[Linux-ia64] Itanium gets supercomputing software
rbw at ahpcrc.org
Tue Apr 15 11:08:20 EDT 2003
On Tue Apr 15 09:45:03 2003, Joseph Landman wrote:
>I remember the Trace Multiflow in 1991 or so, where compiling my
>molecular dynamics code took the better part of a day. Made debugging
>interesting, as the "bug" only appeared in the optimized code.
Don't think EPIC compile times compare to those of the MultiFlow, but
I have no direct experience.
I do think EPIC is valuable on several scores. First, it frees real
estate on the chip by reducing/eliminatin out-of-order execution hardware
allowing for larger caches (3 MB on chip today) and future additional
functional unit parallelism or additional cores on the same chip. Second,
it allows generated code to be tuned to the width (number of simultaneous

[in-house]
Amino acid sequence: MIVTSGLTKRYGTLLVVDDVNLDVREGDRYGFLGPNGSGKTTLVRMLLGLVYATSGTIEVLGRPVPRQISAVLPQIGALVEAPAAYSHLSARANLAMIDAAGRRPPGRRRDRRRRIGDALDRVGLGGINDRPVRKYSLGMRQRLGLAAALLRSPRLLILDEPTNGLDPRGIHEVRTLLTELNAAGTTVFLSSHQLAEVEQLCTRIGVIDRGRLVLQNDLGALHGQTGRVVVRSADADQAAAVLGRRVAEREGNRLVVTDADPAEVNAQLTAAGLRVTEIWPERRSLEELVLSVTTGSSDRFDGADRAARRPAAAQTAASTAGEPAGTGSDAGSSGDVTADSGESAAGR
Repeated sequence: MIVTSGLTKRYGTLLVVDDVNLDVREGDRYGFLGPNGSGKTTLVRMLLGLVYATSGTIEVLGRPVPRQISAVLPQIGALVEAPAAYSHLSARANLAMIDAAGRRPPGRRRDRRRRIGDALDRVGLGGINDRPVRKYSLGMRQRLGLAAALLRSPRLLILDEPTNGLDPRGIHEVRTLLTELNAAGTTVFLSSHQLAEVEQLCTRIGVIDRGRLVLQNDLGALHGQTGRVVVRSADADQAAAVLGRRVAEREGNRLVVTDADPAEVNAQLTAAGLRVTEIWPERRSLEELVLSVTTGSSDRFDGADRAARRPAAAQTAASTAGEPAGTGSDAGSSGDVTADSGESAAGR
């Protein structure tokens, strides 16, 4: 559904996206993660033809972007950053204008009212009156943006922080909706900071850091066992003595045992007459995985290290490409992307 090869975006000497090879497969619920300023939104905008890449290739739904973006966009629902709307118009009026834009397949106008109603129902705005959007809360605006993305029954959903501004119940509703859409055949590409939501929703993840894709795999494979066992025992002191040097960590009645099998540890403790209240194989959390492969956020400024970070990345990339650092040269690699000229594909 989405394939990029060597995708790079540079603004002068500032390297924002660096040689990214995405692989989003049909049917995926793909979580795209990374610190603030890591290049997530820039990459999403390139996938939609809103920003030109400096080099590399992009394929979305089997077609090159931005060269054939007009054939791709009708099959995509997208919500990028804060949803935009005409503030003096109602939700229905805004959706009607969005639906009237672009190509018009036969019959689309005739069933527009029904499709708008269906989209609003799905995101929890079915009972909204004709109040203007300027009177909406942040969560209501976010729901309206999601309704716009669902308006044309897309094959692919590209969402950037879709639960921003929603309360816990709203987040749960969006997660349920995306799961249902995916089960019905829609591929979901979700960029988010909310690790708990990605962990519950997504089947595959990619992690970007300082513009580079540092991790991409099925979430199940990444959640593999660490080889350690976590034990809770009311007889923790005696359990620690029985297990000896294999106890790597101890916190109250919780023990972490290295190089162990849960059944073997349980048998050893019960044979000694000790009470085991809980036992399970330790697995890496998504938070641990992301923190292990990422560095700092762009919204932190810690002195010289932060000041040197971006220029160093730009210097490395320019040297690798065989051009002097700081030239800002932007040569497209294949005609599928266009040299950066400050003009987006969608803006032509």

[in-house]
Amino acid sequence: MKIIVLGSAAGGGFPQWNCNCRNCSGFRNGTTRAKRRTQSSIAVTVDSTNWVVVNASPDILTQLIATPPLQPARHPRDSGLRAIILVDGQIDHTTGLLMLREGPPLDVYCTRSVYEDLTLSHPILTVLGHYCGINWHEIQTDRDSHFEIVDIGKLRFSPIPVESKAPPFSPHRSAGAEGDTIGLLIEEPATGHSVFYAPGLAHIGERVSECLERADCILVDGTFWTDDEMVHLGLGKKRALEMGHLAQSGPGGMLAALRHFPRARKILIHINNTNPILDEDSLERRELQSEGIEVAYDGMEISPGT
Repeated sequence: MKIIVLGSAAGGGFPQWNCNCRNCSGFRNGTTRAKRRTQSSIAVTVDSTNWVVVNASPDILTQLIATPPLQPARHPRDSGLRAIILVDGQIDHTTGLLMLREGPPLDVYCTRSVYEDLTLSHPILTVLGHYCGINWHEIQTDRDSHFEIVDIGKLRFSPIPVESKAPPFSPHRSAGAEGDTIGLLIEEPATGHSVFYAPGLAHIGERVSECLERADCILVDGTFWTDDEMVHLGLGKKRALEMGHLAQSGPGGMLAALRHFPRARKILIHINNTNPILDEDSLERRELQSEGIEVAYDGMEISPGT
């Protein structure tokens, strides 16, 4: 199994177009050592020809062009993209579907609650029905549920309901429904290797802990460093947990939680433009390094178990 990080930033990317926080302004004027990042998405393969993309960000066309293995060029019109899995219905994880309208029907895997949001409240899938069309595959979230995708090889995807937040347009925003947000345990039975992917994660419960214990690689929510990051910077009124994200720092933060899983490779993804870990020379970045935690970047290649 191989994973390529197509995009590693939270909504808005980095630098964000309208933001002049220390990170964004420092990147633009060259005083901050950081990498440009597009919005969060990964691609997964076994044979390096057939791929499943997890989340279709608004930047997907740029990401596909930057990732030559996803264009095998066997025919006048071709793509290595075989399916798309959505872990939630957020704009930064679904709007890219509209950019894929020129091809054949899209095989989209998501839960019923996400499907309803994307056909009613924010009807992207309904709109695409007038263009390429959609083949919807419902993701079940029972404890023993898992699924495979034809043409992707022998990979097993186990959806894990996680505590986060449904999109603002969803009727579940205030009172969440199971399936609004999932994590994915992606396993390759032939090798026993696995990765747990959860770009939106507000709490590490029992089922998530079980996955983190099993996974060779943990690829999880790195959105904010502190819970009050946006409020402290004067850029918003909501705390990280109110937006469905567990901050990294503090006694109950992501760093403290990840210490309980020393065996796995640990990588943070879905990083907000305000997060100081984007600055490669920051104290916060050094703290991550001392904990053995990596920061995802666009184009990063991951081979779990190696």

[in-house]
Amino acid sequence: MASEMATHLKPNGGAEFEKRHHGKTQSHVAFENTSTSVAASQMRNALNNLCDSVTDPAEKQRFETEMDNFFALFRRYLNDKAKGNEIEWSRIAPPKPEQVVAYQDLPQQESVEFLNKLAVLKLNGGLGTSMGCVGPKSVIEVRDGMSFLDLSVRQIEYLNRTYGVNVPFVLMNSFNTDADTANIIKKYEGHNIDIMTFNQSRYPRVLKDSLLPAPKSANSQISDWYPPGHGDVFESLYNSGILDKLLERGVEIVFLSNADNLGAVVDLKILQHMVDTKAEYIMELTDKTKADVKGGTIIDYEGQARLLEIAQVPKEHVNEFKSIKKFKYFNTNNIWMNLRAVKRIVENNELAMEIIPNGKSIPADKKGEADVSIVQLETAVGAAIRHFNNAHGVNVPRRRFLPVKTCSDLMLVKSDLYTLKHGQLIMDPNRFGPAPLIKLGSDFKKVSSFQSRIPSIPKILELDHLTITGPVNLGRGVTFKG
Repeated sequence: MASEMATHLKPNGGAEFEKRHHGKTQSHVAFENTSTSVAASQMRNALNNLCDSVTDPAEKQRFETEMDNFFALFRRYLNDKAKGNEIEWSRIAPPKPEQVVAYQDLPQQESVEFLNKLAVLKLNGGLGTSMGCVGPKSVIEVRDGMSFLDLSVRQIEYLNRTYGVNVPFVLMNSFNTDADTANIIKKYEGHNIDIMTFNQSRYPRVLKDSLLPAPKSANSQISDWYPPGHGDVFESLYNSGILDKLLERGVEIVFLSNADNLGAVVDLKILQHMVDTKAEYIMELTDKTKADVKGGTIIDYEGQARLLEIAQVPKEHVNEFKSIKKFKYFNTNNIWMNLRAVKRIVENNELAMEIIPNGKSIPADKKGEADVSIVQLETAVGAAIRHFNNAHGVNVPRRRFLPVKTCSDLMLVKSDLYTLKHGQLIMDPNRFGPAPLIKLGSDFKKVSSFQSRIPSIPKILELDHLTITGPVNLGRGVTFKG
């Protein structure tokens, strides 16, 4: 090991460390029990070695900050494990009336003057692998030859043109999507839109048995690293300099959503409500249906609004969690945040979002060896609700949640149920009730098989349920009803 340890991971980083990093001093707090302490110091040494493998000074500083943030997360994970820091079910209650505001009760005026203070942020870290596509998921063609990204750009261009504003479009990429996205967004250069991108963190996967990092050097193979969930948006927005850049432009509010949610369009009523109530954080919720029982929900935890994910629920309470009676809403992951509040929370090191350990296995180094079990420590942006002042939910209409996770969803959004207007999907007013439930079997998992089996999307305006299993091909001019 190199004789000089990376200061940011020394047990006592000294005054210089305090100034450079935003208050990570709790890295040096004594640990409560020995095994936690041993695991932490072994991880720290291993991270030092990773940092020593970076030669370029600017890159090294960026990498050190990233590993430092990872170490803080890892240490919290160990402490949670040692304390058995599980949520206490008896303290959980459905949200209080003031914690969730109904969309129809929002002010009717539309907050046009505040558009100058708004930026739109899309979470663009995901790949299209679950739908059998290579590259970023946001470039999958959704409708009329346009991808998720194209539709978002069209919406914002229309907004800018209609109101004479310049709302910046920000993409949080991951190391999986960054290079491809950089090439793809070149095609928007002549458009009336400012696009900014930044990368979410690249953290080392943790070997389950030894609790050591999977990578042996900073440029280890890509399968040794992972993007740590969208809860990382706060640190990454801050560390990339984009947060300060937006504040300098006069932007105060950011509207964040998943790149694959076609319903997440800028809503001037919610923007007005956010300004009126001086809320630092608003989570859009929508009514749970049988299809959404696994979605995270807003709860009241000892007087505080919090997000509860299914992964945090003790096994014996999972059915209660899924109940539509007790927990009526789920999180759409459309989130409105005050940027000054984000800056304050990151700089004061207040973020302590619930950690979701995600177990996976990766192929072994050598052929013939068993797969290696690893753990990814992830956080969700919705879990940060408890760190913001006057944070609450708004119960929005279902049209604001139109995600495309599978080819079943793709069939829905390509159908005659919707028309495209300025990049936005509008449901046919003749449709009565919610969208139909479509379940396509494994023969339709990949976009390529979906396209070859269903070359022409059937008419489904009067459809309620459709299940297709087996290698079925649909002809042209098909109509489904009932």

instructions alowed) of the processor. Finally, its predicate/nat analysis
can completely remove traditional stall points where the CPU must wait
for data from memory or conditions to be computed before proceeding to
execution. The last advantage is a useful way of using increasingly
redundant core hardware to speed results through the processor. "Micro-
threads/paths" are simultaneously computed using hardware that for the
moment would be idle anyway and results that are later proven to
to un-needed are be discarded.
The benefits are hard to quantify, but I believe significant part
of the I2's SpecFP score is EPIC derived.
I am guessing others disagree ... ;-) ... Oui?
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